“There is nothing in the text or context of the Anti-Discrimination Act which suggests that persons who are not residents of NSW are immune from having a ‘complaint’ made against them under that act,” the submissions say.
Mr Gaynor said if Mr Speakman’s arguments were ­accepted, any Australian who commented on issues such as same-sex marriage or the Safe Schools program could be dragged before each state and territory’s legal system. “They could have done nothing wrong in their own state but face costly litigation in others,” he said.
“If NSW succeeds, there will be a significant chilling effect on free speech and every Australian will need to be careful that their speech is not just lawful where they live, but in places where they don’t and cannot cast a vote.”
Institute of Public Affairs research fellow Morgan Begg said: “What the NSW Attorney-­General is saying here is incredibly dangerous. We would see an ­explosion in litigation.”

Saturday, January 26, 2019

Will KPMG International be "EnRoned"? : Fallout from Malaysia's 1 MDB scandal may cost KPMG USD 10 billion,maybe more?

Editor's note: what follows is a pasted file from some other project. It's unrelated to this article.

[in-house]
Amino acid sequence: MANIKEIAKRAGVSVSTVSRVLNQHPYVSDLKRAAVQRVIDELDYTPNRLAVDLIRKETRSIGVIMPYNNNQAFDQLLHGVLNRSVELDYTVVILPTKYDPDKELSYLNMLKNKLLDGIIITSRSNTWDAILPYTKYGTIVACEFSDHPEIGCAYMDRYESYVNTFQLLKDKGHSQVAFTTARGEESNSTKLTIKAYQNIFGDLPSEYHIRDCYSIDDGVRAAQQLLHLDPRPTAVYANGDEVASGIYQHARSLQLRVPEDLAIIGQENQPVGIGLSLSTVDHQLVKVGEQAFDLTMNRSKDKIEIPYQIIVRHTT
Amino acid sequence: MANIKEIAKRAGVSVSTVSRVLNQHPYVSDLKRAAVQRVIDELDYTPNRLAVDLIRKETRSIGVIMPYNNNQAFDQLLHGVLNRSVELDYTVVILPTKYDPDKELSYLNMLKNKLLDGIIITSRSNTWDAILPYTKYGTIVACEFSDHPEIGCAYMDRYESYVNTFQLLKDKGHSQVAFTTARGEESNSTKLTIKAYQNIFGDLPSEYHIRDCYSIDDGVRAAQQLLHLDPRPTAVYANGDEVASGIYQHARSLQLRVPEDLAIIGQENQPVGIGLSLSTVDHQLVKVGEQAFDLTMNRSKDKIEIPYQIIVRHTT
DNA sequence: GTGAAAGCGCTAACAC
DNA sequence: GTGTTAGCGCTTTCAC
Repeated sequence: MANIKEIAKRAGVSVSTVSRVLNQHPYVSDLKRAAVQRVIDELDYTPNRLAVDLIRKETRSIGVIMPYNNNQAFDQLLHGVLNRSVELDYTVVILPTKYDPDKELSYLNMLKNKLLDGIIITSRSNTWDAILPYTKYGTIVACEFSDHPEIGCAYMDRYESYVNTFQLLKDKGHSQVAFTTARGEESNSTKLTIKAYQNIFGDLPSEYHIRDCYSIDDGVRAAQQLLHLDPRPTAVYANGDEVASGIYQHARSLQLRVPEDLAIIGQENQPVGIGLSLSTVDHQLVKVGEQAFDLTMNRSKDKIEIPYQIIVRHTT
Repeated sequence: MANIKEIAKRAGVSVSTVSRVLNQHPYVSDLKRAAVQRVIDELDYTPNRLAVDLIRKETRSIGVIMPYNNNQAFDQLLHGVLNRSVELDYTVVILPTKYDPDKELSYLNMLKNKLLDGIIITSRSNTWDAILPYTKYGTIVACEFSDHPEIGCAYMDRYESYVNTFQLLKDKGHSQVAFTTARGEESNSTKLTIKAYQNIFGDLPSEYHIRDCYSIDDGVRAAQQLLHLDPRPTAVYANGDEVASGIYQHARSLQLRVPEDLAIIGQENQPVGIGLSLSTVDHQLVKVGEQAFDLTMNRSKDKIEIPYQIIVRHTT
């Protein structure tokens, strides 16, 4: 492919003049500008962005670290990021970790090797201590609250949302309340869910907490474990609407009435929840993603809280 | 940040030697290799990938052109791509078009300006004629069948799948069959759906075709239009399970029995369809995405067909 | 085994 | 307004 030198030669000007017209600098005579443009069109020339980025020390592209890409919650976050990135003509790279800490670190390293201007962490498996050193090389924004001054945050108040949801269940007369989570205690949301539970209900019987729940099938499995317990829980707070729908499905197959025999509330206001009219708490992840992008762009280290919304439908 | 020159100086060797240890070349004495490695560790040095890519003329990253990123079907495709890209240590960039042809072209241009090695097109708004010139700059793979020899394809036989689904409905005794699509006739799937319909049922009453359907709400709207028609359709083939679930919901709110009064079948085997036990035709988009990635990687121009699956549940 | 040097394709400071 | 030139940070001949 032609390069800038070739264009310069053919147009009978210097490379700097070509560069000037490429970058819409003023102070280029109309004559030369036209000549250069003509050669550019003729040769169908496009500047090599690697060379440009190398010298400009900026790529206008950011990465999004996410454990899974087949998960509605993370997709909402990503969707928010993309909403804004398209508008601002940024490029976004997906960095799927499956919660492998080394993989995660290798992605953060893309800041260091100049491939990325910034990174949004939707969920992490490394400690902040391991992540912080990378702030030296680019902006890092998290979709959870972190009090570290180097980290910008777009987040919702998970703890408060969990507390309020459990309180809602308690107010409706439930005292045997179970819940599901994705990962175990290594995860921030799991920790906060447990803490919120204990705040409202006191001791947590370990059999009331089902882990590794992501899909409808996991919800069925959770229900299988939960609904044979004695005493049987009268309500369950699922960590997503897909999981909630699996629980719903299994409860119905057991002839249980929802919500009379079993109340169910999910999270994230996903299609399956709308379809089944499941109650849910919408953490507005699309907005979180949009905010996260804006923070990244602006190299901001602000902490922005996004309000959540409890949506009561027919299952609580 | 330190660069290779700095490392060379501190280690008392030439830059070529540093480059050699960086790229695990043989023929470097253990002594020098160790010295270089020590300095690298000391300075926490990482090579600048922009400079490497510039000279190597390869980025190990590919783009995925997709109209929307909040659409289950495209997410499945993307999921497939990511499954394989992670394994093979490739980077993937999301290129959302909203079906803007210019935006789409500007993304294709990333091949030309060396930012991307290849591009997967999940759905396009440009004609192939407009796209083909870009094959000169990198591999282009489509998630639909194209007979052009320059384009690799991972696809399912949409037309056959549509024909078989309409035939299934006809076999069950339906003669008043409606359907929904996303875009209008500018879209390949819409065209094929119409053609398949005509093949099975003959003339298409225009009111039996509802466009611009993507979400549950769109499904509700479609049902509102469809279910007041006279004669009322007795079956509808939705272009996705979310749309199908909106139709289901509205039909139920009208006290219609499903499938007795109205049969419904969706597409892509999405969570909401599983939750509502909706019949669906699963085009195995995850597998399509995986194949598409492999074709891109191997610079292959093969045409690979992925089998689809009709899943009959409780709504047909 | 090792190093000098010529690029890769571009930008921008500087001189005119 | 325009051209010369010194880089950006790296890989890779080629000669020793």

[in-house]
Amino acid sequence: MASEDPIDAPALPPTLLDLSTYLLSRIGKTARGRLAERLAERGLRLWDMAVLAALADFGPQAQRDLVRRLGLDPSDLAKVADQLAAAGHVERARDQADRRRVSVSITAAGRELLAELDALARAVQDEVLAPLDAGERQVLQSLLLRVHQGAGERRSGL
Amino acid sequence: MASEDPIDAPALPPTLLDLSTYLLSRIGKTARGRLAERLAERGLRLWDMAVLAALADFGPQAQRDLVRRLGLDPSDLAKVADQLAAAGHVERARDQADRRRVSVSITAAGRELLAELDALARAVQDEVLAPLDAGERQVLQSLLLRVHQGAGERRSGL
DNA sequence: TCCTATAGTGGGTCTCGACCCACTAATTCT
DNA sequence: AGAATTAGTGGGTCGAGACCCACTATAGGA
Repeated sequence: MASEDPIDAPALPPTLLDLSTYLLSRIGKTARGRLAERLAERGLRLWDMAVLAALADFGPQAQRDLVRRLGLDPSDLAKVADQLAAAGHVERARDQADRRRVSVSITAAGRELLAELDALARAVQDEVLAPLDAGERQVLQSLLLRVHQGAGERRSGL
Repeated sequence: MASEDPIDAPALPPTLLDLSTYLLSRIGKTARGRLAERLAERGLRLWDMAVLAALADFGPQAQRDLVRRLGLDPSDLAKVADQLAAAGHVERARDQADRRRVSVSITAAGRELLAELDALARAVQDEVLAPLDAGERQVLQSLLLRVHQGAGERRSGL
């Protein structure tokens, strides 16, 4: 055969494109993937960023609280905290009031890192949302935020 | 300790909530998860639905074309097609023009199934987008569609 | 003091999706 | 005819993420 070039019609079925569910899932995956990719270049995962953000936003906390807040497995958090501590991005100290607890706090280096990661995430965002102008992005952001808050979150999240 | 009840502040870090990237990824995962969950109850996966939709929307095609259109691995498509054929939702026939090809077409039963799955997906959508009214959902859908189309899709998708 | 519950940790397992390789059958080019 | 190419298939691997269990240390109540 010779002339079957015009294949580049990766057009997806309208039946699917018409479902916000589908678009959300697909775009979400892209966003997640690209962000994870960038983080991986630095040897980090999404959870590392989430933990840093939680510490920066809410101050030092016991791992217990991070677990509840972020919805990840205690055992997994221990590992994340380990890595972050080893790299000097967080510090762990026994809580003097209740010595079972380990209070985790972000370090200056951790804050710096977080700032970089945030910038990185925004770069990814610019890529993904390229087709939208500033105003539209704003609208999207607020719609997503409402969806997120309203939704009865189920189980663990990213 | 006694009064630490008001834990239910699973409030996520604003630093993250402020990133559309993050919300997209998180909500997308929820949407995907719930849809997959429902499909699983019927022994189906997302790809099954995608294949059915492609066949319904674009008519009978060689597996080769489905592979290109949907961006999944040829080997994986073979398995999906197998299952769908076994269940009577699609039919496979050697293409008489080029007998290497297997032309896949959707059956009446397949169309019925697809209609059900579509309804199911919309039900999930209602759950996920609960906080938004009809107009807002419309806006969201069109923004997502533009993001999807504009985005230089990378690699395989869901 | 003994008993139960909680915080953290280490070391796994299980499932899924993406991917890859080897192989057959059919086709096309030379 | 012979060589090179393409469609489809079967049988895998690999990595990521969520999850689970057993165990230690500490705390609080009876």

by Ganesh Sahathevan 

By DennisM - Own work, CC0, 

Malaysia 's Securities Commission has finally, it seems, decided to investigate KPMG with regards the 1MDB theft:

The international  partnership should not consider itself this writer pointed out in an article posted on 29 March 2015(see below).


Is KPMG International being "EnRoned"? : Fallout from Malaysia's 1 MDB scandal may cost KPMG USD 10 billion 

A new verb, "Enron-ed" was coined by John M. Cunningham, the former Arthur Andersen Director in the Seattle Office, to describe the demise of Arthur Andersen.

KPMG International ,the Swiss Cooperative under which KPMG partnerships worldwide come together to offer audit and other services under the direction of a Global Executive Leadership Team,  has found itself entangled in Malaysia's 1 MDB sovereign wealth fund scandal.

It appears that in managing the crisis it now faces, KPMG may be managing its 1 MDB documents in a manner similar to  Arthur Andersen and its  documents related to the  Enron assignment which led to the effective demise of that firm which was once considered the gold standard in auditing.

The Sarawak Report website that has in recent weeks published 1 MDB emails that reveal gross financial impropriety,  recently published email correspondence between 1 MDB and its former auditor, the KPMG partnership in Malaysia,where KPMG has been shown to provide directions  on how 1 MDB's books should be 
re- presented in order to receive an unqualified audit opinion. 

1 MDB is now unable to repay its loans worth USD 10 billion and counting, and it is likely that the company will be liquidated, with its debts assumed by the Malaysian Government which has effectively guaranteed 1 MDB's borrowing.